How to defeat anxiety with mindfulness
Anxiety is one of the most common mental health disorders. Left untreated, it can result in a significantly lowered quality of life, reduced productivity, and even depression. Fortunately there are a number of self-help methods that can reduce anxiety. One of these is mindfulness.

In essence, to be mindful is to pay attention to your surroundings in such a way that you remain focused on the present. This provides immediate relief for those with anxiety, as much of the stress experienced by anxiety sufferers arises from a tendency to ruminate on past experiences, worry about the future, or both.
Three simple exercises to help you get started
Although the positive effects of mindfulness on anxiety are simple enough to understand, it can be difficult to know exactly how to apply this approach in everyday life. Below are three mindfulness exercises that can be used almost anywhere to help you slow down and center yourself in the present. They require no special equipment, can be learned quickly, and are even suitable for children and seniors.

1. Grounding exercise
Stand up straight and maintain good posture without letting your back become stiff. Your feet should be shoulder-width apart, with your arms hanging loosely by your sides. If you are wearing high-heeled shoes, take them off and let your feet rest flat against the floor. Close your eyes. Take slow, deep breaths.
Once you have settled into a pattern of deep breathing, shift your attention to your body. Notice how your feet are set firmly against the floor. Flex your toes, noticing how it feels to contract your muscles. Imagine that you are being pulled towards the center of the earth. Notice how much calmer you feel.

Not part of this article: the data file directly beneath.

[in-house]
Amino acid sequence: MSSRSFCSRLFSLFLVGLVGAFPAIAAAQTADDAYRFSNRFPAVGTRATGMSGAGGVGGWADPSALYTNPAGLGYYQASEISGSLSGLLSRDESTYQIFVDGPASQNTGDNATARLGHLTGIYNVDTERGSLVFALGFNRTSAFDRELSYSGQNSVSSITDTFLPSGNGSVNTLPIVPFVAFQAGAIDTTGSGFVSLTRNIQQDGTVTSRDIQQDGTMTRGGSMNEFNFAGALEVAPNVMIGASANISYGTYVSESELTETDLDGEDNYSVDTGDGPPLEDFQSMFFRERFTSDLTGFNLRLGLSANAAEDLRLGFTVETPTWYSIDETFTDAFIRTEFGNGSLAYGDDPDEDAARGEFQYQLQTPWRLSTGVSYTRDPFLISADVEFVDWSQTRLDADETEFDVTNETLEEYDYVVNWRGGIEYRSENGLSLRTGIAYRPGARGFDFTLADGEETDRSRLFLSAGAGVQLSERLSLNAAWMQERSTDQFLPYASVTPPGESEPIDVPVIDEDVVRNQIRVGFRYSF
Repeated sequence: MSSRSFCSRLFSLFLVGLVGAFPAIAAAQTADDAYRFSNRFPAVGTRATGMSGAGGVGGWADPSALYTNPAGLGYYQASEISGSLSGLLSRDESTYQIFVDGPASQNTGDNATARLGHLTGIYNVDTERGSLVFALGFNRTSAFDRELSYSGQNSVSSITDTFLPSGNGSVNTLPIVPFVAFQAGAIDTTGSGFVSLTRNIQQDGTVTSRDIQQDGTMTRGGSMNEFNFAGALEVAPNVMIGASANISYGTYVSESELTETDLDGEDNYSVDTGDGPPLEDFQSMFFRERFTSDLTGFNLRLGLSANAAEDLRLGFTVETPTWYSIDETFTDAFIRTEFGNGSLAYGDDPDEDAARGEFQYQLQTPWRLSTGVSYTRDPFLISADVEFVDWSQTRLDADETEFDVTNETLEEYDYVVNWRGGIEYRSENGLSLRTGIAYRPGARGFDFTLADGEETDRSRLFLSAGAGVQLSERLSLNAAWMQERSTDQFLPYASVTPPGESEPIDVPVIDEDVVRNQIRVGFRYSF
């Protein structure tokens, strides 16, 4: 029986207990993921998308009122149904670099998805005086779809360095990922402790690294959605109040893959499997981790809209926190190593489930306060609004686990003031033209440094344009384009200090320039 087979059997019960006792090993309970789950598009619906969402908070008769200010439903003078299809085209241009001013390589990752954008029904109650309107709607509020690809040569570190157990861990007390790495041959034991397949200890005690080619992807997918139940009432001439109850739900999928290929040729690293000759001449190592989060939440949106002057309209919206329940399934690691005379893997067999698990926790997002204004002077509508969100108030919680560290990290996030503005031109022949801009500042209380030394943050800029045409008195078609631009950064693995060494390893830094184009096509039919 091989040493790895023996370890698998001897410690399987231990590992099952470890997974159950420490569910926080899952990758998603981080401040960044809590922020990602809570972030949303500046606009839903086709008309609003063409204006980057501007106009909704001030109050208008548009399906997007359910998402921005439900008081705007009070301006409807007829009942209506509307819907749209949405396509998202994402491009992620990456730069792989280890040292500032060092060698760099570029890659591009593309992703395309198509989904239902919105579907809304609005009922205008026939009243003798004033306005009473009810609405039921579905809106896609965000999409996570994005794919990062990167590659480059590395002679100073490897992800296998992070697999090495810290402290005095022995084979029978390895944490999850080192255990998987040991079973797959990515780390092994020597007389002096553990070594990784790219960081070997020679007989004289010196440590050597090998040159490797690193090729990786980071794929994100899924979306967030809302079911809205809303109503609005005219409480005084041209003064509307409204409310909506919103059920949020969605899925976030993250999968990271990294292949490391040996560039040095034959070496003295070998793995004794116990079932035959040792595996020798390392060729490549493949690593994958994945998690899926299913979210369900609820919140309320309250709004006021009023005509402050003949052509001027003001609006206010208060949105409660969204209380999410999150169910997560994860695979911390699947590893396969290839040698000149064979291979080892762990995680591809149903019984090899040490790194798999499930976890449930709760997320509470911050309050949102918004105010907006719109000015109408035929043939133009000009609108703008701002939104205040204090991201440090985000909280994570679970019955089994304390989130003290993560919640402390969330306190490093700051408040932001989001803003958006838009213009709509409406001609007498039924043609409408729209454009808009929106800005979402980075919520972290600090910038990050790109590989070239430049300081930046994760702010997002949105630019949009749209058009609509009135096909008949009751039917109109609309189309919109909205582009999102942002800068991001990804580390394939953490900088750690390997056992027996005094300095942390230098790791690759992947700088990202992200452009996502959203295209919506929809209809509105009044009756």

2. Breathing exercise
Breathing exercises regulate the amount of carbon dioxide circulating in your blood, which can help overcome some common symptoms of anxiety and panic attacks such as hyperventilation. Sit, stand or lie down in a position that is comfortable for you. Close your eyes. Inhale, and as you do so, count to three. Exhale slowly, counting to four. Focus on the feeling of air entering your body, and the sound of your inner voice as you count.
3. Sensory noticing exercise
Sit down in a comfortable position with your eyes open. Take a few moments to register what you are seeing, smelling, tasting, hearing and feeling. Notice each piece of sensory information. When we feel anxious, we often miss that which is literally in front of our faces because we are so lost in negative thoughts and fears.
You can carry out this exercise wherever you are, but if you need more direction find a small object upon which to focus your attention. Something like an ornament or a kitchen implement works well. Turn the object over in your hands and notice how it feels. Take a close look at it. What color is it? Does it make a noise when you tap it? Making this kind of careful investigation in a mindful manner will help calm internal chatter and ground you.

When to practice your new mindfulness skills
Once you have learned these three simple mindfulness tips, you need never be overwhelmed by panic or anxiety again. When you begin to feel overwhelmed in a situation, pick one of these exercises and carry it out. If you find these techniques difficult in the beginning, know that this is normal. It may take a while before you can focus your attention on the present moment. Give yourself time to master the art of mindfulness and rest assured that your efforts will pay off in the long run.

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